Back in 2010 I was browsing around an antique store in the Barossa Valley here is South Australia, when I came across an old bottle of Friars’ Balsam. It was over-priced, locked in a cabinet and the proprietor didn’t seem very disposed toward unlocking it at the time so I didn’t ask. But I was curious and looked up the ingredients on my mobile…

Friars Balsam


Siam Benzoin resin
Storax Balsam
Balsam of Tolu
Balsam of Peru
Cape Aloe leaf latex
Myrrh tears
Angelica root


Wow, I could just imagine how all those balsams and resins would have mellowed after aging in that bottle for 50 years or so! An idea was born right there – not so much to replicate the smell of this expectorant / antisceptic, (ironically this formula wouldn’t even be legal to sell as a perfume in Europe), but just to create something smooth and mellow, sweet and balsamic, preferably with lots of creamy vanilla.

Four years later, and I have finally arrived at a version that I am happy has fulfilled this brief. Over that time I completely scrapped the project twice (once after actually having sold a couple of bottles of that current version) starting fresh three times, with six months or so break between each attempt. My notes show at least twenty different formula variations each time.  This has not been an easy perfume.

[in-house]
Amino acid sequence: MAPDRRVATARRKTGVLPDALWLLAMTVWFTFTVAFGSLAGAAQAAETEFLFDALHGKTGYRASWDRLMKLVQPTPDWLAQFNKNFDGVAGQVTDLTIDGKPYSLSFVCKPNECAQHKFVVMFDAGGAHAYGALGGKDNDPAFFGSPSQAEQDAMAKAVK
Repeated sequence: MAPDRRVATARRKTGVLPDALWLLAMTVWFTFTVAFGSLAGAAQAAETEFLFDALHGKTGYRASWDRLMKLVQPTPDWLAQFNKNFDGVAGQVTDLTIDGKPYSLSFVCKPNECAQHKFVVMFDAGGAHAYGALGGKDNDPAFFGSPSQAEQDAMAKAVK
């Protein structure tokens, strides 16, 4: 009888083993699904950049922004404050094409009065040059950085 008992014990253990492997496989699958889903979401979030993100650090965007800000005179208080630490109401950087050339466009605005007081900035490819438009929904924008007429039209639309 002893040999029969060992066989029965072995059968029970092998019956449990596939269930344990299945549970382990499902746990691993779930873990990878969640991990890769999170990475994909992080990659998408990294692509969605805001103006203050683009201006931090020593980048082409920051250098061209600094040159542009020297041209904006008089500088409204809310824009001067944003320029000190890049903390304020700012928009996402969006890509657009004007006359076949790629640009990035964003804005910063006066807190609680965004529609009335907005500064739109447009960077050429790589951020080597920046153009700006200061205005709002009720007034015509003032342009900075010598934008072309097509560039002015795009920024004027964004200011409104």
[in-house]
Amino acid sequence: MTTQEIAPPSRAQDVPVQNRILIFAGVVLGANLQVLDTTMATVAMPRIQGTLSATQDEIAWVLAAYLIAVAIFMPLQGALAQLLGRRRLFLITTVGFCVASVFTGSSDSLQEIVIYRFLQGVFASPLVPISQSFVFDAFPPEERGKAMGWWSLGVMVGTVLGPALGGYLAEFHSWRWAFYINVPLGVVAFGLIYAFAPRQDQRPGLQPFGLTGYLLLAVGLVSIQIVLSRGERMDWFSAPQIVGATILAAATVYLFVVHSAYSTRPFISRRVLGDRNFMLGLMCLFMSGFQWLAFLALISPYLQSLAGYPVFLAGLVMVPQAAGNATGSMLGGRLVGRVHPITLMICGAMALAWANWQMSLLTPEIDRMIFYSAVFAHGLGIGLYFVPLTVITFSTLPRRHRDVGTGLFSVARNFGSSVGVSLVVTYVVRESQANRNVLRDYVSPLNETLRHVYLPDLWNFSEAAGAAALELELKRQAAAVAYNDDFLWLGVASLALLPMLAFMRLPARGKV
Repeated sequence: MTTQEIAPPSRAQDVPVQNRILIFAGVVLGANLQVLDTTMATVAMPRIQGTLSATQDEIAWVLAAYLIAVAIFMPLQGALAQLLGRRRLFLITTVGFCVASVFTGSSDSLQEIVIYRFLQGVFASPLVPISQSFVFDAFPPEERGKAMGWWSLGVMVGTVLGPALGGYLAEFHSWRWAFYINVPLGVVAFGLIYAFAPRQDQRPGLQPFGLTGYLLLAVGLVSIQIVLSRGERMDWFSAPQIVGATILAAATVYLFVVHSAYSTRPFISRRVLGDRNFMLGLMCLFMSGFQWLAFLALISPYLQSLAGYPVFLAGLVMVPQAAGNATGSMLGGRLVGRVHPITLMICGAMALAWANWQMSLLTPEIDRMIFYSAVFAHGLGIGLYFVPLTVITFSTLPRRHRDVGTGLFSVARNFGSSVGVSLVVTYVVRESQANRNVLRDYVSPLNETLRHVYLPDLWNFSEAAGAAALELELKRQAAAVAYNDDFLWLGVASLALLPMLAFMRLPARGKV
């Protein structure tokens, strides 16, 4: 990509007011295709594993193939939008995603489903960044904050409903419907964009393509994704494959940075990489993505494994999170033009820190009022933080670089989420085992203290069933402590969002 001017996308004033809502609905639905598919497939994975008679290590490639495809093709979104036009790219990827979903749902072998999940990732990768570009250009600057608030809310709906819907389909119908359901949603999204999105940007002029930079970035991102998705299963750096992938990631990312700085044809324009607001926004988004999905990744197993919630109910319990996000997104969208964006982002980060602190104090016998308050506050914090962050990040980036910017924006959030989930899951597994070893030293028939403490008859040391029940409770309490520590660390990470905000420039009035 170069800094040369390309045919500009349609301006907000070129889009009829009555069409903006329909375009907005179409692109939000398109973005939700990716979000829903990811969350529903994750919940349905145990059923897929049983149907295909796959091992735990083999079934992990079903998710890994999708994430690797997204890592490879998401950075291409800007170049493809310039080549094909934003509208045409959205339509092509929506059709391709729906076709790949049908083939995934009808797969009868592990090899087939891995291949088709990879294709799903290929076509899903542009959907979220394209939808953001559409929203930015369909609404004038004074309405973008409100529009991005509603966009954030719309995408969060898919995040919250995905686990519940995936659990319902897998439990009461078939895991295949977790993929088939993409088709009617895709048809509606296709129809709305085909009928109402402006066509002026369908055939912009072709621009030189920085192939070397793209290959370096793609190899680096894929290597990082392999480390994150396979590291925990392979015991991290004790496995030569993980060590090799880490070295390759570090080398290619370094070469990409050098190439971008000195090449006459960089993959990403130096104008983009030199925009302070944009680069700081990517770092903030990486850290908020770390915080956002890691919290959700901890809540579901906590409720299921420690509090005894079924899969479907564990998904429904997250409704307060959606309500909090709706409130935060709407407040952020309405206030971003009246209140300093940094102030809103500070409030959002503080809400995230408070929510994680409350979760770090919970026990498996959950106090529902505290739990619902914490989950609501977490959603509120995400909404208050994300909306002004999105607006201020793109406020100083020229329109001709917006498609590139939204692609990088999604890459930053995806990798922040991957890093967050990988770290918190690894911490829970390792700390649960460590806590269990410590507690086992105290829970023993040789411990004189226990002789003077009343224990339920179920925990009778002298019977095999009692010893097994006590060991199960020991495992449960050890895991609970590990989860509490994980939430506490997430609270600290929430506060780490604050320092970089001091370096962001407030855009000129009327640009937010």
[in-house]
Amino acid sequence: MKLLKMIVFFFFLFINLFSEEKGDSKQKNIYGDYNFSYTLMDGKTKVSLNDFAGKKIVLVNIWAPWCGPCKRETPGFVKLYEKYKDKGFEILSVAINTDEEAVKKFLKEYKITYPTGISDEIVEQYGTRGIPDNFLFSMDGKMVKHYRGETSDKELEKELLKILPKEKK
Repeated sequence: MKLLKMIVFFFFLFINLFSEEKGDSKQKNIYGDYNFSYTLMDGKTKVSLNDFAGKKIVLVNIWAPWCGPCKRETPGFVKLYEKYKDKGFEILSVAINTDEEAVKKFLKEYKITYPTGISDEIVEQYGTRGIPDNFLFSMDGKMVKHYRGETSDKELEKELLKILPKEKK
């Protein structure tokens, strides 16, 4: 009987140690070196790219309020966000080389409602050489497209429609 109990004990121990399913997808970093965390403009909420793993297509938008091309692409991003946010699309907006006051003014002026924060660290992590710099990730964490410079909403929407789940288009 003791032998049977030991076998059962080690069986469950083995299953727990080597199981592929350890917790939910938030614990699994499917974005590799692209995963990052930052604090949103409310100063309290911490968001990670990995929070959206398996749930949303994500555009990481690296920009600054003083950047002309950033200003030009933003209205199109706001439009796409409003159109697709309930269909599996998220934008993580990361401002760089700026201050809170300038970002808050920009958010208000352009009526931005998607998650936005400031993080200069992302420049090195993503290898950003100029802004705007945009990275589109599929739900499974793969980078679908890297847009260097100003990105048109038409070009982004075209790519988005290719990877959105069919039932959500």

The problem has been trying to use mellow, rich balsamic ingredients without the whole effect becoming sickly sweet or smelling like Le Tan coconut oil. There is also the problem of vanilla turning sour on the skin – I hate that.

Vanille Tonique Notes

So Vanille Tonique contains a refined blend of different vanilla materials, including my own bean tincture blend, vanilla bourbon CO2 extract along with synthetic vanillin and ethyl vanillin, with some dry woods and tropical florals to balance the sweetness of the vanilla. I also discovered that frankincense goes surprisingly well in the top note of this perfume, so there is a select blend of frankincense oils and extracts in there, along with some resin tincture.

Vanille Tonique has become a rich, deep, languorous, exotic fragrance that I’m sure you will enjoy, if you are indeed a lover of vanilla.

Jasmin Tabac Perfume Oil

Jasmin Tabac 12ml OilI love the smell of good quality pipe tobacco, don’t you? Although I’m not a smoker (a surprising number of perfumers actually are) I can never walk past a tobacconist without popping in for a sniff under the pretence of choosing one of the huge, exotic cigars lying in the humidifiers.